'They Don’t See You’: Living With A Disability In Australia

The power of community attitudes can slow or push forward change for disabled Australians.

Ben Paior-Smith has three main goals in life: to be happy, included and to make music.

On Saturdays after work in Adelaide’s CBD, he is learning how to be a DJ.

“There’s a couple of hours in between work and starting the course where Ben will wander around town,” his mother Sam told ten daily.

“... to go to Apple to check out the latest headphones!” he added.  

Ben Paior-Smith loves music, sport and walking his two dogs. Image: Supplied

Eighteen-year-old Ben has down syndrome and says he has become used to catching the bus by himself into work.

Lynne Foreman’s journey into town is met with different challenges.

“I’m in a powered wheelchair. There’s a bus stop on one side of the road which is on a lean -- which makes me feel like my chair will pull over,” the mother-of-three from Geelong said.

“I know it’s tricky. So I go on the left hand side.”

On The Street

Over the years, Foreman has learnt to make adjustments.

“When you have a disability, you get to know the places you have to go. You know you can’t get into a specific shop in town -- so you avoid it. You know exactly which toilets you can get into, so you don’t try any different ones.”

But that hasn’t stopped the day-to-day discrimination she faces in the street. Last year, Foreman was at a bus stop, on her way to university, when she was told by a bus driver there was no room for her onboard.

“A few people on the bus heard the driver and said, ‘no, we’ll move,’ -- which they did, so I got on,” she said.

“They said, ‘no one should speak to you like that.’ I turned to the driver and said, ‘just because I’m in a wheelchair? I’m actually going to school.' He just thought I couldn’t do anything.”

“They only see your disability, they don’t see you.”

This still happens. But these days, Foreman fights back.

“Now if I come across anything like that, I will ring the bus company, so you have that bit of a comeback,” she said.

Mother Lynne Foreman says she has learnt to make adjustments. Image: Supplied
In The Schoolyard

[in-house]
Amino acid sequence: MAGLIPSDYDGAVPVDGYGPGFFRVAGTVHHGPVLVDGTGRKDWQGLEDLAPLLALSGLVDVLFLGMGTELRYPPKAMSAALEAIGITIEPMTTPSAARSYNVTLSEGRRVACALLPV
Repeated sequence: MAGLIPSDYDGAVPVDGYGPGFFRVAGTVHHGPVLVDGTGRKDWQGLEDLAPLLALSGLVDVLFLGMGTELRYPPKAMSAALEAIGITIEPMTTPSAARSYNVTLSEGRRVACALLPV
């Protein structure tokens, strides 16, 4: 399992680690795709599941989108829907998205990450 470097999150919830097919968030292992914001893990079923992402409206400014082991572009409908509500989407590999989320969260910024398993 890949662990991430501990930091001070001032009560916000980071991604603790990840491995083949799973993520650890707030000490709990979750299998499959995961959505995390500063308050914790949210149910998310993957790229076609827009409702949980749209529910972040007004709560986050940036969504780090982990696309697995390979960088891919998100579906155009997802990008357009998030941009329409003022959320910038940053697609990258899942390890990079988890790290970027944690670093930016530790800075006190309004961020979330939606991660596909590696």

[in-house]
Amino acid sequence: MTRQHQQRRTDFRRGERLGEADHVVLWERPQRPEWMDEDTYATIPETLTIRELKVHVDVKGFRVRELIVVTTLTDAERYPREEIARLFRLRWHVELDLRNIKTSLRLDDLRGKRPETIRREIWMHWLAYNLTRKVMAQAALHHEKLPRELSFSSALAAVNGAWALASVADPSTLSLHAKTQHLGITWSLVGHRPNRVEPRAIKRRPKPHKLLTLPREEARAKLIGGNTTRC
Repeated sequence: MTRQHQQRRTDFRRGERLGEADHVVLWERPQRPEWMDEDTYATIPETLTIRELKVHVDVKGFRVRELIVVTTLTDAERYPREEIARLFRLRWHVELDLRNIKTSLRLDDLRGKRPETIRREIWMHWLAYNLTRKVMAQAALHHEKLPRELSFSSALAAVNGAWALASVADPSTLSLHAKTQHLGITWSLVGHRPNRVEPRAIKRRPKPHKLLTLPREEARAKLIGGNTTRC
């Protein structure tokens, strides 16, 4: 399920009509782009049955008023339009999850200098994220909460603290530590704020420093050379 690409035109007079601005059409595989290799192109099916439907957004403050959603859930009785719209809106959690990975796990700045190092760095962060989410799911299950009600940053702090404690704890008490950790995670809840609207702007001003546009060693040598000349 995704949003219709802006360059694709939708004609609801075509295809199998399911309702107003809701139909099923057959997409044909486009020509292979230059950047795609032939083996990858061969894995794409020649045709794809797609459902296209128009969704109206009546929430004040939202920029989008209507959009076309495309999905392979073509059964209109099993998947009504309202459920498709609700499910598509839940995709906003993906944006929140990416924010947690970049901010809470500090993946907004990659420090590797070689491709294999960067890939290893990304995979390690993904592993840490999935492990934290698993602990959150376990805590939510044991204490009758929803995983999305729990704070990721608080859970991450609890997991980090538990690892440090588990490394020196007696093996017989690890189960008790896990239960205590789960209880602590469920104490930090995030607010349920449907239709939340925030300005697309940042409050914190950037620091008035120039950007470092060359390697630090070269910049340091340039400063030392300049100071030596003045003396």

Eighteen-year-old Ben is in Year 12 at a mainstream high school in Adelaide and has had a “dreary” year without his best friend Hamish.

“There aren’t many students with the same level of intellectual disability -- apart from Hamish who finished last year,” his mother Sam said.

“This year has been hard,” Ben said.

“People never realise when they do it, but they exclude me all the time at school.

“They’re going to events and parties all the time, and I hate it. I want to be invited.”

Ben’s mother said vital social interaction stopped when her son reached high school.

“His friends from primary school are more involved in his life and drop in to this day. They have only known Ben as Ben, and they include him. But the kids who know him from Year 7 onwards don’t,” she said.

This continued on to the sporting field when Ben competed in athletics for his school in a paralympic division.

“For the 100m sprint, all the paralympians had to wear a bright yellow vest. The other kids wore normal sports uniforms. The people running it didn’t seem to think this was exclusionary,” Sam said.

“It was horrible. You just want to represent your school in a singlet like everybody else.”

Like many, Sam is a strong advocate for including children with disability in the general education system.

“If children with disability weren’t in special needs classes but in regular classes, there’d be more opportunity to interact,” she said.

“You’re planting a much richer society when you’re doing that.”

Changing Attitudes

Now in her 60s, Lynne Foreman said she has noticed a “very slight” change in attitudes towards those with disability.

“Once people get to know you, in a workplace for example, there is no hesitation. It’s just those who don’t understand,” she said.

When reviewing the federal government’s proposal for the National Disability Insurance Scheme -- which came under fire at a recent panel on ABC’s Q&A -- PWC said a cultural shift across all part of societys remained the country’s biggest challenge.

“Active participation of those with a disability in society general can only occur with a change in attitude,” it said, in a report.

“This is something that can’t be legislated; people need to see the reason why change is important.”

Former Disability Discrimination Commissioner Graham Innes believes the power of community attitudes can slow or push forward change.

“I learnt from my own experience that changing attitudes changes lives,” he said during the Q&A panel. 

So how can we change attitudes?

“By realising there is a lot more in common than there isn’t,” Ben’s mother Sam said.

“That’s what it boils down to.”